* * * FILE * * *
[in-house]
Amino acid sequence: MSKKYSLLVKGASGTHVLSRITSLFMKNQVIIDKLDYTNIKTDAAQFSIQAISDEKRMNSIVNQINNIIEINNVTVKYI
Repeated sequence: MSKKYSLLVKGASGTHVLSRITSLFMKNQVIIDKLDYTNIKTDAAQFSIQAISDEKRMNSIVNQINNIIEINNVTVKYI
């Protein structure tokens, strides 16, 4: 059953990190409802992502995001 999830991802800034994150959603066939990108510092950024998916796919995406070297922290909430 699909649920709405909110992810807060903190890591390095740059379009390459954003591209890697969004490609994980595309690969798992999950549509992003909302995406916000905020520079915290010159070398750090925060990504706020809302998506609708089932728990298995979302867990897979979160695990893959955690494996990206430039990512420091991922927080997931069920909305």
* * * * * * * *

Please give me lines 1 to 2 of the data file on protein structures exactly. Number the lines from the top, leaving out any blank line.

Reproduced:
[in-house]
Amino acid sequence: MSKKYSLLVKGASGTHVLSRITSLFMKNQVIIDKLDYTNIKTDAAQFSIQAISDEKRMNSIVNQINNIIEINNVTVKYI